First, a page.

How to Pack a Healthy School Lunch

by Sarah Healthy Pregnancy, Baby & ChildComments: 37

healthy school lunchPacking a healthy school lunch that my kids will actually eat and won’t get them bullied on the playground is a delicate balancing act as any Mom concerned for the health of her children well knows.

I pack school lunches for all 3 of my kids and I quickly discovered that packing the same items for all of them just didn’t work most of the time.

One of them likes all types of fruit, the second likes only fruit leathers (organic, preservative free – regular grocery store ones have really nasty ingredients), and the third will only eat bananas SOME of the time. The same goes for lunch meats; one likes turkey slices, the others prefer roast beef. The list goes on and on.

One thing is for sure. Arguing with a kid’s palate is just going to result in wasted, good quality food and much frustration on your part. How to quickly pack a healthy school lunch that appeals to all the kids and doesn’t take an hour in the kitchen the night before is a challenging task even for the most creative Moms!

Healthy School Lunch:  Build Around the Basics

Let’s start packing our hypothetical school lunch with the nonnegotiable item: a thermos of fresh from the farm whole milk. It really concerns me that most kids these days seem to have juice boxes in their lunches instead of milk. What happened to milk? When I was in grade school, all kids got a half pint of whole milk for lunch.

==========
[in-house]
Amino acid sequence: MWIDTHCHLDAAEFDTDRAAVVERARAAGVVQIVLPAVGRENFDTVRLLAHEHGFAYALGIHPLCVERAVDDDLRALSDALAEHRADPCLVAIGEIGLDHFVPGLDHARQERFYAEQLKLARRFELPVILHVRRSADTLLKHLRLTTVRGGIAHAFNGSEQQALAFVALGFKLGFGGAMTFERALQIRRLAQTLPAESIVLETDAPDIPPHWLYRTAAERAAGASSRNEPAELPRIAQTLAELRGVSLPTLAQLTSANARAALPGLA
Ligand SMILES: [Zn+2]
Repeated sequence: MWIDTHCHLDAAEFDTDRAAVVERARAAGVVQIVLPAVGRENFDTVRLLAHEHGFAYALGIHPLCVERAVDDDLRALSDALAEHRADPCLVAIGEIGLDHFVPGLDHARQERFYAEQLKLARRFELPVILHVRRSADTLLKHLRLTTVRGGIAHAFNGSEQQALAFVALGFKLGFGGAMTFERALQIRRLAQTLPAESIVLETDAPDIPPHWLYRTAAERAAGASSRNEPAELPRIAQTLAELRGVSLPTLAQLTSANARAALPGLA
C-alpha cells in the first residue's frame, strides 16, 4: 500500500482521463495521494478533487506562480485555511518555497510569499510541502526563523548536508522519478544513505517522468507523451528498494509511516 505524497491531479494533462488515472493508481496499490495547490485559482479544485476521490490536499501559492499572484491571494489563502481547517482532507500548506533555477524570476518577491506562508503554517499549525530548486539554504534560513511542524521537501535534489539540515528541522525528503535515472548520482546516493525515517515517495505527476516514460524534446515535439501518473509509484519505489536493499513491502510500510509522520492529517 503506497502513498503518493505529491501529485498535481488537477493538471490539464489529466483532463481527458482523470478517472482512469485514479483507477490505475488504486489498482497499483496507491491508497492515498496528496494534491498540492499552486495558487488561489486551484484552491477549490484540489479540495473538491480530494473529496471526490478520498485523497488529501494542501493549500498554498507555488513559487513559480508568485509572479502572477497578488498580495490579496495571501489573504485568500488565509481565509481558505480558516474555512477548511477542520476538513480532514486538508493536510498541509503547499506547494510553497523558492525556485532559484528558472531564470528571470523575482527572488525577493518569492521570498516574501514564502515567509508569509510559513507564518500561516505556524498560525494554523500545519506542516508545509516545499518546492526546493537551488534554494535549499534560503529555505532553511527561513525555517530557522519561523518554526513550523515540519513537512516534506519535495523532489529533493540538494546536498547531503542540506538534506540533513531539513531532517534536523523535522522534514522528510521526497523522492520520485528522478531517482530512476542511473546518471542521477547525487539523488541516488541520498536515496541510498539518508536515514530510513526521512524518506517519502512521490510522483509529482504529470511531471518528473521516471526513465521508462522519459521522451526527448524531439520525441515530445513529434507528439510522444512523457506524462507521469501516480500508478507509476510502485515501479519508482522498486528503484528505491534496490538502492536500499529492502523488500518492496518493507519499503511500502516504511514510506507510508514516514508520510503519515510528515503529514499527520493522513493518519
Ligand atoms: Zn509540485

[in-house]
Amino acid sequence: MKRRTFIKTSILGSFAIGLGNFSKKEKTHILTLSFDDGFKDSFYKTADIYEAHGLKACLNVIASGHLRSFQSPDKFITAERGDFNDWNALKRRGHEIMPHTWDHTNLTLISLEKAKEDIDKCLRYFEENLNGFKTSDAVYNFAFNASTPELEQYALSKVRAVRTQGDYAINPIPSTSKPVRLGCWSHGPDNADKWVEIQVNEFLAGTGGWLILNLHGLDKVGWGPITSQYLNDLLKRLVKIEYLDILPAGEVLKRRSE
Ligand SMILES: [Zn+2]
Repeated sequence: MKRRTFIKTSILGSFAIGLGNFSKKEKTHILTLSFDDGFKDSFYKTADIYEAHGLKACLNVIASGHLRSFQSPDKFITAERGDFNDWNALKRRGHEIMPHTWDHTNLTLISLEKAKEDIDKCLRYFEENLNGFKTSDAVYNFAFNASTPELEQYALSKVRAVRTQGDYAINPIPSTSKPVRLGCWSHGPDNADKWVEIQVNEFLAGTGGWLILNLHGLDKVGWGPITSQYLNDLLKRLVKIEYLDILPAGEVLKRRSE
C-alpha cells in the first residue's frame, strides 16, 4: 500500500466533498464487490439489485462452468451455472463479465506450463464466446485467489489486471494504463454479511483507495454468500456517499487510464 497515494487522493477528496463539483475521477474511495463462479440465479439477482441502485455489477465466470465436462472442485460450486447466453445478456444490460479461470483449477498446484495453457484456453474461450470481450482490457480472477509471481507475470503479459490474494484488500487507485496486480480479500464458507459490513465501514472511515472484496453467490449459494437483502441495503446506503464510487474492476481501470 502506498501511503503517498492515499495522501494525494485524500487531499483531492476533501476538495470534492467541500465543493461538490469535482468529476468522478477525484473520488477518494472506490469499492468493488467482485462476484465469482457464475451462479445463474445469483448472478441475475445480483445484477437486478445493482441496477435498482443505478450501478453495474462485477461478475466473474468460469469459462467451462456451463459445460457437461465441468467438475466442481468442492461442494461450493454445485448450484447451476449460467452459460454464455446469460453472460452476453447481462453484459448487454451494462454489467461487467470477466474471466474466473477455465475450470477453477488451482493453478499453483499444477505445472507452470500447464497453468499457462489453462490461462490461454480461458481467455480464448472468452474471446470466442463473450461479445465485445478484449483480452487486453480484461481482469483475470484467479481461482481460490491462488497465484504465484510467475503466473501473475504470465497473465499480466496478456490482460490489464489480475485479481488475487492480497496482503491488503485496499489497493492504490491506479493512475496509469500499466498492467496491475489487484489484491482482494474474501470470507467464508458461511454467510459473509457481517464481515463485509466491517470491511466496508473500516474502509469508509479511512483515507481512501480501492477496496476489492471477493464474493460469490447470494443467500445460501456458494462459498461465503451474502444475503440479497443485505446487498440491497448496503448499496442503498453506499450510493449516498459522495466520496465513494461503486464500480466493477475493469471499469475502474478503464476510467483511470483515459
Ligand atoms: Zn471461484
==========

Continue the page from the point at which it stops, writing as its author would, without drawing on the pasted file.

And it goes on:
Perhaps the astronomical rise in milk allergies is to blame for the disappearance of milk from school lunches. Sadly, fresh from the farm milk would not cause an allergic reaction in most kids as “milk allergy” is usually “pasteurization allergy” in reality! Even if your child has a true milk allergy (most don’t), a much better choice would be some sort of fresh squeezed juice in a thermos rather than the nutritionless juice boxes from the store.

Let’s be very clear that pasteurized grocery store juice is not a much better choice than soda. Processed juice causes a quick spike in blood sugar just like soda, followed by a crash that results in “sugar coma” and a lack of concentration. Any type of processed juice is a very poor choice for a school lunch beverage if any sort of learning is to occur in the afternoon!

Once you have settled on a healthy beverage to pack in a thermos (fresh, whole milk is my first choice), the second item to decide on is some sort of healthy protein. My kids really enjoy Applegate Farms antibiotic/steroid free deli meats, so I frequently will pack a couple slices of whichever meat each child prefers. Our favorites are the smoked turkey breast and roast beef slices. One of my sons really enjoys the Applegate Farms pepperoni slices with some organic ketchup (Annie’s or Muir Glen are good quality brands) on slices of sprouted spelt bread (Berlin Bakery).

Hard boiled eggs served either alone or as egg salad are a fantastic choice for a school lunch. MSG free tuna fish mixed with homemade mayo is also a favorite. Most folks are surprised that grocery store canned tuna is loaded with MSG (disguised with one of the many MSG aliases such as “broth” or “protein isolate”)! Make sure you get your tuna from a healthfood store that offers brands that do not use these types of unhealthy additives!